Random Sights and Diversions

Photography Media Reviews Commentary


Sebastaio Salgado: “The Salt of the Earth”

“The Salt of the Earth” is a new documentary film about Sebastaio Salgado.

If you have been following this blog, you may recall that I wrote very enthusiastically about Sebastaio Salgado, the brilliant Brazilian/French photographer whose black-and-white images of lands, nature, and peoples around the world have created a remarkably moving vision of humanity and Earth and all of the Earth’s creatures. Salgado’s most recent book, Genesis, is a magnificent record of his travels to some of the most remote lands, documenting the beauty of the planet.

The New York Times “Lens Blog” is featuring an interview with Salgado that makes for great reading. We get Salgado’s reflections on how he got into photography, his views about photography and art, the importance of photography, and a host of other insights.

The interview comes on the occasion of the imminent release in theaters of “The Salt of the Earth,” a documentary film on Salgado’s life and work, coproduced by the German director Wim Wenders and Mr. Salgado’s son Juliano Ribeiro Salgado. Here is a trailer for the film.

“Salt of the Earth” is being released by Sony. There are galleries and much more here.


Update: Vivian Maier, Street Photographer

That is a trailer for the new documentary film, “Finding Vivian Maier.” A couple of years ago, I was visiting Santa Fe when I walked into a gallery off the square and discovered an exhibition of prints by Vivian Maier. I wrote a blog post about it here. At the time, Vivian Maier was only just beginning to be a phenomenon in the photography world; the exhibit I saw in Santa Fe was one of the earliest presentations of her work. In the two years since, interest in Vivian Maier has grown exponentially. More shows are being devoted to showing prints of her work, and her work is getting the critical attention it deserves.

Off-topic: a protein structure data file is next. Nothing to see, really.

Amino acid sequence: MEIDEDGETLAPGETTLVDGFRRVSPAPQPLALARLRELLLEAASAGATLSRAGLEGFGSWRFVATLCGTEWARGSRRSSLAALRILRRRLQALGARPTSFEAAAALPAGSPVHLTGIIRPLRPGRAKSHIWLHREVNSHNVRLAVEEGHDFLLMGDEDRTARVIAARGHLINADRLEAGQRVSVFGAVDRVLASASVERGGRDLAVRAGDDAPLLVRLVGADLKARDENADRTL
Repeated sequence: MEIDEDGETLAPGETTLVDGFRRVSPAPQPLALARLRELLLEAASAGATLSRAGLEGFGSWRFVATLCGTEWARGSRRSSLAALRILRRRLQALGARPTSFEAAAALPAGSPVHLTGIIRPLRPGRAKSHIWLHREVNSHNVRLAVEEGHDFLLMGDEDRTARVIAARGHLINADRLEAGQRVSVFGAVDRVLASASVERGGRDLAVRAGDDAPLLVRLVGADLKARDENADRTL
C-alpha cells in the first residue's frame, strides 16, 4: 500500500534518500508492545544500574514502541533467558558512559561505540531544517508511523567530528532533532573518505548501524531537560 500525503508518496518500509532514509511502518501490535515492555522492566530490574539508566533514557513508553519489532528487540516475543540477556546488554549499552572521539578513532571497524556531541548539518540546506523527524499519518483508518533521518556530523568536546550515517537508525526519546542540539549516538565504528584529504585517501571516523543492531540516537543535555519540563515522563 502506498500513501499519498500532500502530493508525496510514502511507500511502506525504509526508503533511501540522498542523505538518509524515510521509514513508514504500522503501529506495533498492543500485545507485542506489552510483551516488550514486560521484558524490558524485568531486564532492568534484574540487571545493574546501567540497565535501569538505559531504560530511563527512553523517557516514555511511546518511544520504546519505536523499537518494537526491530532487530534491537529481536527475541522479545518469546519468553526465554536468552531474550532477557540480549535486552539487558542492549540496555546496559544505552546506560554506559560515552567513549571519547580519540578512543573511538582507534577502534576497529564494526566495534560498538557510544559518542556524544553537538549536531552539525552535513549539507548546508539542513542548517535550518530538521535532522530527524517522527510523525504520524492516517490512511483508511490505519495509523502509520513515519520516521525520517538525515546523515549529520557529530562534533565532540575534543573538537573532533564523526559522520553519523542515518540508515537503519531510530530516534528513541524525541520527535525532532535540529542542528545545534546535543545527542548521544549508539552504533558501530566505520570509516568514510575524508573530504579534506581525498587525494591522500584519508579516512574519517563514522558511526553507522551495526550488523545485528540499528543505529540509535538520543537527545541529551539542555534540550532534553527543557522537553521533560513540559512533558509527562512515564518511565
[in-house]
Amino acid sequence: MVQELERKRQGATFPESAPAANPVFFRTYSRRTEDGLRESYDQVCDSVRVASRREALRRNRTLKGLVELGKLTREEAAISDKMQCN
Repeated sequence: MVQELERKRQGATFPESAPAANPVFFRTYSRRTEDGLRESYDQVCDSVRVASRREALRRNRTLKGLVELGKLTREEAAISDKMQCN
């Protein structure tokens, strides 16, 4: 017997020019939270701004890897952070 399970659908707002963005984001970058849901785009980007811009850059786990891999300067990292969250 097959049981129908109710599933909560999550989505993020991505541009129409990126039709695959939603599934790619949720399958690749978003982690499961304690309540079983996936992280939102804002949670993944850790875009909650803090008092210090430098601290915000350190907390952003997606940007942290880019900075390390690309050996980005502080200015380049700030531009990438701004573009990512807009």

From the Vivian Maier website:

An American of French and Austro-Hungarian extraction, Vivian bounced between Europe and the United States before coming back to New York City in 1951. Having picked up photography just two years earlier, she would comb the streets of the Big Apple refining her artistic craft. By 1956 Vivian left the East Coast for Chicago, where she’d spend most of the rest of her life working as a caregiver. In her leisure Vivian would shoot photos that she zealously hid from the eyes of others. Taking snapshots into the late 1990′s, Maier would leave behind a body of work comprising over 100,000 negatives. Additionally Vivian’s passion for documenting extended to a series of homemade documentary films and audio recordings.

Produced and directed by John Maloof, who has been responsible for getting Maier’s work to the attention of the photo world, the new film, “Finding Vivian Maier”,  is now making the rounds of art house cinemas around the country, distributed by IFC Films. Here is the film website.

There are so many fascinating questions about Vivian Maier’s life and photography. Can work like Maier’s be appreciated or enjoyed apart from the story of her life? Well, yes, but I think so much is lost if we try and do that. Maier’s life and photography are of a whole, and her art encompasses both.

What I find most interesting – even more than the astounding quality and perceptiveness in Maier’s work – is that most of the over 100,000 images she made were never printed during her life. Did she intend for her photography to be seen? Did she expect that it would be? Was she only shooting images for herself? Her street photography developed her art and skill to such a high degree, almost redefining the nature of street photography. Is it art? Can a photographic image be art if it is not exhibited? For what purpose did Maier capture so many incredible scenes of urban life?


Eliot Porter Birds at MOMA